Monthly Archives: July 2012

That’ll put a smile on your face.

I think the fact that I seem to have started taking an interest in the sex lives of dragonflies might suggest that I’ve been away from home too long already, or at the very least that I shouldn’t be spending quite so long in the midday sun…but you’ve got to admit, that does look remarkably like a very large grin on his face. Not quite sure about the way she’s looking at me though (and who can blame her?).

Which leads me in a very Smashy and Nicey way to my own reason to smile today; I’m officially a third of my way into this journey, having covered 11 stages of the 33 that make up The Northern Way across Spain.

Unfortunately that doesn’t equate exactly in mileage as some of the stages for the next two thirds of the trip are a bit longer than the ones I’ve been doing up til now. But I’ve still covered around 250km or 155 miles, and I’ve got to say, I feel pretty chuffed with that.

Today’s leg from Castro Urdiales came in at a very respectable 36km and was one of my favourite days so far. There was a pretty long stretch of B-road out of Castro which my knees didn’t thank me for, but after about 3km there’s a turning down a dirt track and the view changes from this:

To this:

After which it’s pretty hard for any part of your body to stay grumpy.

What I liked most about this leg was that it somehow seemed to tie in all the different aspects that I have experienced so far; so yes, I had the long stretches of road that I’ve been moaning about in the last couple of posts…

But I also got a slightly more interesting visual version of them:

And I got to return to the mountains, although the paths that took me there didn’t lead relentlessly upwards, but actually gave me the easier option occasionally (I couldn’t quite believe that the path on the right was the way that the omniscient yellow arrows were pointing towards):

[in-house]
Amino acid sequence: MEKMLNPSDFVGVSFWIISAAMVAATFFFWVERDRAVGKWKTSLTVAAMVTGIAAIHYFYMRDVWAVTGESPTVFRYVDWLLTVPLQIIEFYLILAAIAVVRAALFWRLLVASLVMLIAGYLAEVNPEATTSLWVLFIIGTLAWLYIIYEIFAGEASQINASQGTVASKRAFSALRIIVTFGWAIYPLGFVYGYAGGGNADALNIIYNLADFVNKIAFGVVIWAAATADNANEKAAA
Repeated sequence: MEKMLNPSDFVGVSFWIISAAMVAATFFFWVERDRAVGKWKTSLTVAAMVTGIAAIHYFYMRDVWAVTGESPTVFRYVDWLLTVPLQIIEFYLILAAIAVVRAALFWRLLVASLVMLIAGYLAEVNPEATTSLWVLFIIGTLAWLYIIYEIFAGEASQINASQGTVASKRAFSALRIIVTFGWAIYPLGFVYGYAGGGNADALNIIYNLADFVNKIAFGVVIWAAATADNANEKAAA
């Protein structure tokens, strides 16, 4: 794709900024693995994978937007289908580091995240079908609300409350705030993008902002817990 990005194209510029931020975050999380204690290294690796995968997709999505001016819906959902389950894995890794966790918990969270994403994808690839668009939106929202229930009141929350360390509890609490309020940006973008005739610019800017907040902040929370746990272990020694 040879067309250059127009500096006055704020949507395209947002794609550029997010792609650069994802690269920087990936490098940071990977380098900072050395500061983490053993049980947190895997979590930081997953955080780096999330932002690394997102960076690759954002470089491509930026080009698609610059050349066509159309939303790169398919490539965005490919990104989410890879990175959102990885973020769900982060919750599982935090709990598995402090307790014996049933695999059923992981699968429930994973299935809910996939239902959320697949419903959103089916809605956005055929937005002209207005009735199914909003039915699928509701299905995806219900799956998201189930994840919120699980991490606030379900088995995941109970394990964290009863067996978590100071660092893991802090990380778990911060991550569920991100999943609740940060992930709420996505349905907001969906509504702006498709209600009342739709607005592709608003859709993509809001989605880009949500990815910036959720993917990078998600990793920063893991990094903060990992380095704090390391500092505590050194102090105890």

Yet despite that, I still got to enjoy the stunning vistas of a few days back…

…on the way to the coast at Laredo, which looked remarkably like this:

Now, it may look a bit built up, but after 36km it could have been Torremolinos for all I cared; there is nothing quite like walking onto a beach in a pair of hiking boots and a rucksack, dumping it all on the sand and jumping straight into the sea.

And the beach is actually gorgeous – I’ll try and remember to take a picture of it at sunrise tomorrow morning on my way out of town when it’s not packed with sizzling bodies to share on tomorrow’s post.

But for now, I’m going to try and find somewhere that serves a high protein menu to get me back on track for tomorrow

Although not quite this high protein:

And just one more thing. On arriving in Laredo I found that all the Albergues were fully booked, so I’m devastated to say that I won’t be sharing my bed with 30 other people tonight; a fitting end to the day, I’d say. Although I’m not sure that the name of the Pension that I found to put me up for the night is entirely in keeping with the austerity measures of yore. Esmeralda indeed – and spread over TWO portions of my Credencial, the trollop…

Filed under: On The Road Tagged: Charity, Dragonflies copulating, Photograph, Rethink Mental Illness, The Camino de Santiago de Compestela, The Northern Way

Cherishing Humor

One thing that always helps me slink by is being able to laugh at things. Besides the British knack for self-depreciation, it helps put depression and its allies in its place if you can laugh at them. By the same token, one of my best friends and I often reflect on our ‘whining’ about minor things. We concur that, while silly, being able to complain about the trivial is a relief. It means there aren’t bigger things to complain about, or perhaps, are self-directed code to not let oneself get hung up on the big things. I know, sounds convoluted and weird, but such are the tricks one must use to get past the Killer Brain Thing™®.